An Arizona man who sold ammunition to gunman in the mass shooting at a Las Vegas country music festival is being charged for illegally manufacturing armor-piercing bullets.
Douglas Haig, who had been called a person of interest in the investigation, faces a charge of conspiracy to manufacture and sell armor-piercing ammunition while not being licensed to do so. According to a criminal complaint filed Friday, unfired bullets found in shooter Stephen Paddock's hotel room had Haig's fingerprints.
Haig said in a press conference Friday that Paddock didn't raise suspicions that he planned to commit any crimes. Later Friday, he appeared in federal court in shackles with his lawyer, Marc Victor. The judge ordered him to surrender his passport, guns, ammunition and tools used to manufacture ammunition.
He appeared this afternoon before U.S. District Court Magistrate Judge Michelle H. Burns and was released on a bond with conditions pending a status conference regarding scheduling of a preliminary hearing on Feb. 15 in Phoenix.
If convicted, he faces the statutory maximum penalty of five years in prison, a $250,000 fine, or both.
Haig met Paddock for the first time at a gun show in Las Vegas on Aug. 27 when Paddock purchased several packages of ammunition. Paddock then met Haig again at a Phoenix gun show on Sept. 9.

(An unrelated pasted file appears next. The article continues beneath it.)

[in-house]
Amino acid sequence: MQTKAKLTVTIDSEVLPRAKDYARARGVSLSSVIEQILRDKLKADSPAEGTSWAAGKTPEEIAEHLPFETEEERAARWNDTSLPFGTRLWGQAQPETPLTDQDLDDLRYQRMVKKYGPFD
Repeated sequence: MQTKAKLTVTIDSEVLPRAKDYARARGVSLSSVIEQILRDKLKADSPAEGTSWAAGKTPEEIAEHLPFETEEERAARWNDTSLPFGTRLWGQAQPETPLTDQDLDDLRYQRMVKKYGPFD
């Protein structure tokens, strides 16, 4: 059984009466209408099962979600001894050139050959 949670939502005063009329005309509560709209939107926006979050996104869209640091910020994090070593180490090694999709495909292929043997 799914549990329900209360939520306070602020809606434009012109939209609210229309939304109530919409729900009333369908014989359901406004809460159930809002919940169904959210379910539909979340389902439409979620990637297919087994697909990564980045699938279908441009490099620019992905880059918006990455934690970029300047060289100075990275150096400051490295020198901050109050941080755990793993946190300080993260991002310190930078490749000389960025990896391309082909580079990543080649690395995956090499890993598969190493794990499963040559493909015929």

According to the criminal complaint, Paddock had tried to buy bulk ammunition at the show, but the transaction could not be completed because the show was closing for the day. Haig and Paddock exchanged numbers and agreed to coordinator Paddock's future purchase of ammunition. The complaint states that Haig spoke to Paddock on Sept. 19 and provided him directions to his Mesa, Arizona, residence, where the sale was later completed.
The ammunition was put in an Amazon box that was later found in Paddock's room at Mandalay Bay hotel-casino after the shooting at the Route 91 Harvest Festival.
While Haig does not have a license to manufacture armor-piercing ammunition, he had a website where he sold specialized military ammunition, including armor piercing ammo, according to the criminal complaint. The website was later taken down.
In addition, armor-piercing ammunition was found during a search of Haig's Mesa residence.
Business records showed that Haig sold armor piercing ammunition throughout the U.S., including Nevada, Texas, Virginia, Wyoming, and South Carolina.